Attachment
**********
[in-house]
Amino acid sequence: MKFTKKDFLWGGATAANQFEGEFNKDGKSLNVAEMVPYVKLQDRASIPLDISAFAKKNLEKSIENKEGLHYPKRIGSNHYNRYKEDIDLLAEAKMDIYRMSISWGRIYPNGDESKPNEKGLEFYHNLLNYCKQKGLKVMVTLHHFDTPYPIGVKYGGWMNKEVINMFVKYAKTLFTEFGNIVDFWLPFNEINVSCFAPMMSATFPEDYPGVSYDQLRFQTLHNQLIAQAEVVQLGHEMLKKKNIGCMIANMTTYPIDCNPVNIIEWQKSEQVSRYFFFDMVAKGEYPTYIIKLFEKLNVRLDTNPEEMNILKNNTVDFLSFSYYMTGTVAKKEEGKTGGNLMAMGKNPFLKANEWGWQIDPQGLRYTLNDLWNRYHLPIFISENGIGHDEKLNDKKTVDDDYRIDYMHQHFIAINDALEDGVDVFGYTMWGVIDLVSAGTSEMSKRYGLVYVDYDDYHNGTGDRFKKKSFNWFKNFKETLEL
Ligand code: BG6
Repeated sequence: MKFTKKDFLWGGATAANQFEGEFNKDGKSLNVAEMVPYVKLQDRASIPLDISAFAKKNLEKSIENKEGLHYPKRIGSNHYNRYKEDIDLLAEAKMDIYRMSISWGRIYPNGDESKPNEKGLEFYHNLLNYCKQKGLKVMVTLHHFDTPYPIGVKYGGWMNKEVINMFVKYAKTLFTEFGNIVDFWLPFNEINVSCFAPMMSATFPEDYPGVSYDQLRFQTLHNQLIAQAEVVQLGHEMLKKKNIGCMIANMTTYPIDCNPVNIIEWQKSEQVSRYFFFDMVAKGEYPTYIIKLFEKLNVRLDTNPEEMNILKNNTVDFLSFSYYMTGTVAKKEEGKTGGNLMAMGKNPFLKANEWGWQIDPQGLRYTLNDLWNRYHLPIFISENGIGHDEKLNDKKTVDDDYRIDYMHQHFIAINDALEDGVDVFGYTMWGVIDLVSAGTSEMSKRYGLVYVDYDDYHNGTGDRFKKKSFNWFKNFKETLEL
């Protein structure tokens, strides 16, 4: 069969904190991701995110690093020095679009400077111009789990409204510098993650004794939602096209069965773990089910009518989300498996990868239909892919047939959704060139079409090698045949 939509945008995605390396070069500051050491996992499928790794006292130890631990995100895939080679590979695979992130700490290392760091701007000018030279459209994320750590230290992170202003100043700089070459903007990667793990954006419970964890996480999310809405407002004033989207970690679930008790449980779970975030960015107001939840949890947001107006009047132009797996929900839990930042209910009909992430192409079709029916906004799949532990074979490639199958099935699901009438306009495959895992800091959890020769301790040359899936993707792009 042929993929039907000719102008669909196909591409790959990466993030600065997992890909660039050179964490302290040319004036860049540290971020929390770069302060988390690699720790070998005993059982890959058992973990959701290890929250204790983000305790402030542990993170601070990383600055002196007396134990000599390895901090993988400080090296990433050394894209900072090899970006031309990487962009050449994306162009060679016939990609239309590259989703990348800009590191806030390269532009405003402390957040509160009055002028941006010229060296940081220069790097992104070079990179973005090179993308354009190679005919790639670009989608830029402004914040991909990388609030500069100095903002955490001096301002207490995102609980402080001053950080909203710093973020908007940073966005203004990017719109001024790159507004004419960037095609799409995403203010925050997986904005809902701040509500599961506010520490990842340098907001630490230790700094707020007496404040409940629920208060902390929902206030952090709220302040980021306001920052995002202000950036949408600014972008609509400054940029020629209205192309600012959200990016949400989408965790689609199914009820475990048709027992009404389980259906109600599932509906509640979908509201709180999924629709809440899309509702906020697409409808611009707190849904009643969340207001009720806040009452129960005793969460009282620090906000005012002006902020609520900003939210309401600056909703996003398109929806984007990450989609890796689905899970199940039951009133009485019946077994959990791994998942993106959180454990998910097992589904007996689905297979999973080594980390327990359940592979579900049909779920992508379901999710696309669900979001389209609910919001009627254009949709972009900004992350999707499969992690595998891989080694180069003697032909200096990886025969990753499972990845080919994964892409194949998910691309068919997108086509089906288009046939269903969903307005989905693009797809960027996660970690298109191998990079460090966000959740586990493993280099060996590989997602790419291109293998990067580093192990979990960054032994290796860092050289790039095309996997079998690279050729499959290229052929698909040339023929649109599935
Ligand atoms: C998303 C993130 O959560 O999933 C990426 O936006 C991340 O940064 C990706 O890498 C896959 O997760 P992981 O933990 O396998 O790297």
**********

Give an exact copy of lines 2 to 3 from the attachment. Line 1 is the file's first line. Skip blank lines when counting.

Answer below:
Amino acid sequence: MKFTKKDFLWGGATAANQFEGEFNKDGKSLNVAEMVPYVKLQDRASIPLDISAFAKKNLEKSIENKEGLHYPKRIGSNHYNRYKEDIDLLAEAKMDIYRMSISWGRIYPNGDESKPNEKGLEFYHNLLNYCKQKGLKVMVTLHHFDTPYPIGVKYGGWMNKEVINMFVKYAKTLFTEFGNIVDFWLPFNEINVSCFAPMMSATFPEDYPGVSYDQLRFQTLHNQLIAQAEVVQLGHEMLKKKNIGCMIANMTTYPIDCNPVNIIEWQKSEQVSRYFFFDMVAKGEYPTYIIKLFEKLNVRLDTNPEEMNILKNNTVDFLSFSYYMTGTVAKKEEGKTGGNLMAMGKNPFLKANEWGWQIDPQGLRYTLNDLWNRYHLPIFISENGIGHDEKLNDKKTVDDDYRIDYMHQHFIAINDALEDGVDVFGYTMWGVIDLVSAGTSEMSKRYGLVYVDYDDYHNGTGDRFKKKSFNWFKNFKETLEL
Ligand code: BG6